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1966 Fuji 200

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  • 1966 Fuji 200

    I was browsing the youtube and found this little documentary about the Fuji Speedway and the infamous "Daichi" corner.
    It was infamous because the Daichi was a 200mph banking (similar to Monza) but dropped like the corkscrew.
    USAC raced there in 1966 (as an exhibition) but raced the opposite way, negating the full impact of the Daichi corner.
    There is a short race at the end of the video showing how it might have been.
    Does anyone know if there is any video of the '66 USAC race?
    Rest in peace, Dan Wheldon 1978 - 2011

  • #2
    Here is the result from the '66 Fuji 200.
    Look at the names on this list!
    Only 22 started out of 32 cars.
    Only 2 cars on the lead lap at the end.

    https://www.racing-reference.info/ra...lts/1966-04/X/
    Rest in peace, Dan Wheldon 1978 - 2011

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    • #3
      Why were there so many DNSs, all seemingly due to rods and bearings issues?

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      • #4
        Originally posted by Norman J Crump View Post
        Why were there so many DNSs, all seemingly due to rods and bearings issues?
        I wonder if those cars never made it to Japan.

        Rest in peace, Dan Wheldon 1978 - 2011

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        • #5
          Originally posted by raskav View Post

          I wonder if those cars never made it to Japan.
          Scheduled cars and drivers made the trip. Drivers flew to Japan via charter. They boarded the plane in Indianapolis or during the flight's stop on the West Coast. Though tightly budgeted, the race boasted big money for its time, making it attractive to teams. What was in short supply at Fuji, like at other races held in the U.S., was the amount of spare parts on hand. By weight, you might have more potatoes in your pantry than the load of spares each team had available in Japan. (Spares at Fuji also included tools.) Nearly all of the teams were unprepared for what awaited them because many USACers didn't understand road racing and were suspicious of it. It was no surprise, therefore, when many said upon arrival that they were unimpressed by the circuit. A lot of cars were rendered hors de combat due to crashes, the cars being unable to make it around one of Fuji's turns at speed due to their being configured for oval track racing. Others cars suffered terminal engine problems as a result of their oval setups. The number of finishers on the lead lap was consistent with other USAC Champ Car races held during 1966.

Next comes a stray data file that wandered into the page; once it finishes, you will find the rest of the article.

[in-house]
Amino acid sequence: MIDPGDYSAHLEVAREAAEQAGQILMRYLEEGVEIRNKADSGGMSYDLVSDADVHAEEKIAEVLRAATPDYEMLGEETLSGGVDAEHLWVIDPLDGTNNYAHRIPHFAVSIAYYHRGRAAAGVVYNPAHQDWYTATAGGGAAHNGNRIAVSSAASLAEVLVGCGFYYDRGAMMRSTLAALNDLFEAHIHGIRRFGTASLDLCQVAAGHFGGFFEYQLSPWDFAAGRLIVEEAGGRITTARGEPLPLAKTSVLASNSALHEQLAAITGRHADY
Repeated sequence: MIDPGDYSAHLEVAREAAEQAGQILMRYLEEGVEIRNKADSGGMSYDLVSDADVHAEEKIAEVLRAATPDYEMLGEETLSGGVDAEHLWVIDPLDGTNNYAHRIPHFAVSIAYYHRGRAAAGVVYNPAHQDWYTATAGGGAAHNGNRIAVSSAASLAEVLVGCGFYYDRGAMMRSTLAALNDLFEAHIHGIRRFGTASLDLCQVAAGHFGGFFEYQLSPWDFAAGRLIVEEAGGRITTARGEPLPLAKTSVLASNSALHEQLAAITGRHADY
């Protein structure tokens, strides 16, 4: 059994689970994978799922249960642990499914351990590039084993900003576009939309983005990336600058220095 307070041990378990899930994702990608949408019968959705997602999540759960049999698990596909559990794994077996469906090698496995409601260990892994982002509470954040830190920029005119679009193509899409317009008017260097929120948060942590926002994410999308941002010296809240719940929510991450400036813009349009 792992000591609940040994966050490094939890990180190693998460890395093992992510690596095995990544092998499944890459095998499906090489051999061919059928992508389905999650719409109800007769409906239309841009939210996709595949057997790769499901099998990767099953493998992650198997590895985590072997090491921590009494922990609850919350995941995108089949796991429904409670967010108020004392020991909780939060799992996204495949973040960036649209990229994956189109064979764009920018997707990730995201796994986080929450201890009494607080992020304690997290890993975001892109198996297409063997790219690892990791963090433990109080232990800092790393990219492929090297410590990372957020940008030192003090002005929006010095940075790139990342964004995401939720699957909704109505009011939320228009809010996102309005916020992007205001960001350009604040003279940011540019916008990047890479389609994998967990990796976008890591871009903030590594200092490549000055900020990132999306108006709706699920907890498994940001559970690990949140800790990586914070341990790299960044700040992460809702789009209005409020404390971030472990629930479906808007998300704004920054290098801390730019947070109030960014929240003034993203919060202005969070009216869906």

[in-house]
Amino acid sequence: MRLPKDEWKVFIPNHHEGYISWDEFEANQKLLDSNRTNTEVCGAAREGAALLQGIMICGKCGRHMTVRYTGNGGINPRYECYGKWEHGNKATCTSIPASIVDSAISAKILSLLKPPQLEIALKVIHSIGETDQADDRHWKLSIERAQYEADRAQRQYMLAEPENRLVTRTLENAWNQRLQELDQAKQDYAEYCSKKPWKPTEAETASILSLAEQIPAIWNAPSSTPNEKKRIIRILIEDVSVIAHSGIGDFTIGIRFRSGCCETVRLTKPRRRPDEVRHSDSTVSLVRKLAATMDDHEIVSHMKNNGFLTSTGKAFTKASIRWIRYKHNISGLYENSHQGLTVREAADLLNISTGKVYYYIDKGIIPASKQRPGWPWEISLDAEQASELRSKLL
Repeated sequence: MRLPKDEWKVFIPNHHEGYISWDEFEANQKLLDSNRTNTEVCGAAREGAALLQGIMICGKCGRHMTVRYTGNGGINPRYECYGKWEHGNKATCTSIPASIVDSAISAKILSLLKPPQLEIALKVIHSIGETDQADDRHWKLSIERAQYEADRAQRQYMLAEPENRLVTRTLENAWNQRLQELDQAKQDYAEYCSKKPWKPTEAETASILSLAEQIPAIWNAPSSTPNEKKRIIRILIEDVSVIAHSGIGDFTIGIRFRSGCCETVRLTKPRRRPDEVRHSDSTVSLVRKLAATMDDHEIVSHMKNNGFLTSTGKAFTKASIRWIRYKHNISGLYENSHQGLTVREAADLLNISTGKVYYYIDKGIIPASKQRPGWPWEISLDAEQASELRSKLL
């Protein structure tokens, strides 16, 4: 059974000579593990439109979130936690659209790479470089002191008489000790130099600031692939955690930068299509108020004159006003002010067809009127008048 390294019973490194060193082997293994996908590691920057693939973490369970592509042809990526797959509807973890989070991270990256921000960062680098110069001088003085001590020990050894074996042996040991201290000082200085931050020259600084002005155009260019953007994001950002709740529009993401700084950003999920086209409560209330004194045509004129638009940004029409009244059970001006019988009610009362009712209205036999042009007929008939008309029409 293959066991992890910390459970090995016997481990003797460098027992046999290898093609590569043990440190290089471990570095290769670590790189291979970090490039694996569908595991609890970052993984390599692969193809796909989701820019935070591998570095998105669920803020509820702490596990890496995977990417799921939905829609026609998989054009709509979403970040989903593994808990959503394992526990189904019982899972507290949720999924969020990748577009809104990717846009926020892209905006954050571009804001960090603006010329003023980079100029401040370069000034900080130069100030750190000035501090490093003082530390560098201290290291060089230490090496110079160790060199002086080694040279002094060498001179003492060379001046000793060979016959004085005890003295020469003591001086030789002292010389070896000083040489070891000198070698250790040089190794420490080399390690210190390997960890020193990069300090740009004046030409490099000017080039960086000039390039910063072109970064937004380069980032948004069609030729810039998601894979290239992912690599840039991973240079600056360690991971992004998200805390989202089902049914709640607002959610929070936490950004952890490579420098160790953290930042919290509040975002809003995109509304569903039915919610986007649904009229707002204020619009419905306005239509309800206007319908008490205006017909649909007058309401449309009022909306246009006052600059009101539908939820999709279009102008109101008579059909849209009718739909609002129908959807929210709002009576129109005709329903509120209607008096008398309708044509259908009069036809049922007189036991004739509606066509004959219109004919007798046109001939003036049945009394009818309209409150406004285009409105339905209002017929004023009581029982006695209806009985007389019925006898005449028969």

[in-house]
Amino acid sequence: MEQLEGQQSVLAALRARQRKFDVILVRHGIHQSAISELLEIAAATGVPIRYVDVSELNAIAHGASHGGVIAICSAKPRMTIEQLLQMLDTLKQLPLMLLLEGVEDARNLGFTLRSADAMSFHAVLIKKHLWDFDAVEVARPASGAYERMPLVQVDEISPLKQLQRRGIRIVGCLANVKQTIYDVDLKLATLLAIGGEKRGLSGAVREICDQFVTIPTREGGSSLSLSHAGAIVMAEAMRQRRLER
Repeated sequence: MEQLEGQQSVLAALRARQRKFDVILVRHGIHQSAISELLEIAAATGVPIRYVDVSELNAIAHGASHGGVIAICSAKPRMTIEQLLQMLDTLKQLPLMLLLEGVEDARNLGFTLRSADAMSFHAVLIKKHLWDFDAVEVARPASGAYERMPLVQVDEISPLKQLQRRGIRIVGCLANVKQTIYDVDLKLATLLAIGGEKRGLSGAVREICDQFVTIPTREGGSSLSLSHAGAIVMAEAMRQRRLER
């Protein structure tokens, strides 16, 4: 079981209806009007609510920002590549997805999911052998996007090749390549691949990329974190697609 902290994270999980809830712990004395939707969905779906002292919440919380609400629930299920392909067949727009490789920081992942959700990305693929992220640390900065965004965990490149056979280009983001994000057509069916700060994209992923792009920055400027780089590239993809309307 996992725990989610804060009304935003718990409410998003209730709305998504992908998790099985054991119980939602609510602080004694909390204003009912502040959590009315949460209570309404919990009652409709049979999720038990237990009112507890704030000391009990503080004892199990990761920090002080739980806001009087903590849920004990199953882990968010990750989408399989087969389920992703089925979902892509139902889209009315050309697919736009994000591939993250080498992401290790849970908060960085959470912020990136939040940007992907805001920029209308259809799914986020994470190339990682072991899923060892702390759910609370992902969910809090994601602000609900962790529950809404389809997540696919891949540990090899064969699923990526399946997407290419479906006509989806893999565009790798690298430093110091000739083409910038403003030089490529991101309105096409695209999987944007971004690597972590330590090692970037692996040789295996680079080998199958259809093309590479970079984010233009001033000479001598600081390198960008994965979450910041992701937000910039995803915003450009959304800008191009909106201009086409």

Last edited by editor; 07-17-2021, 04:51 AM.

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          • #6
            Originally posted by Norman J Crump View Post
            Why were there so many DNSs, all seemingly due to rods and bearings issues?
            In reading up on the racetrack, the race was run counter clockwise.This was done to reduce speed in a corner off a 200mph straight. At the time the oil pickup was setup for left hand turns. But the right hand turns , created oil pickup problems ,thus bearings and rod issues from oil starvation. Also teams were limited to the amount of equipment do space and cost. When a car broke it was done for the race. Sports Illustrated Vault has article on this race

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            • #7
              I'm intrigued how a right hand turn every other mile can cause such oil pickup problems. Can you describe how "the oil pickup was set up for left hand turns"? Did they relocate the scavenging pump, and remove all baffles? Was that done on the Fords, or the Offies? Supercharged, turbocharged, unblown all the same? And how were they able to race at IRP? Please explain.

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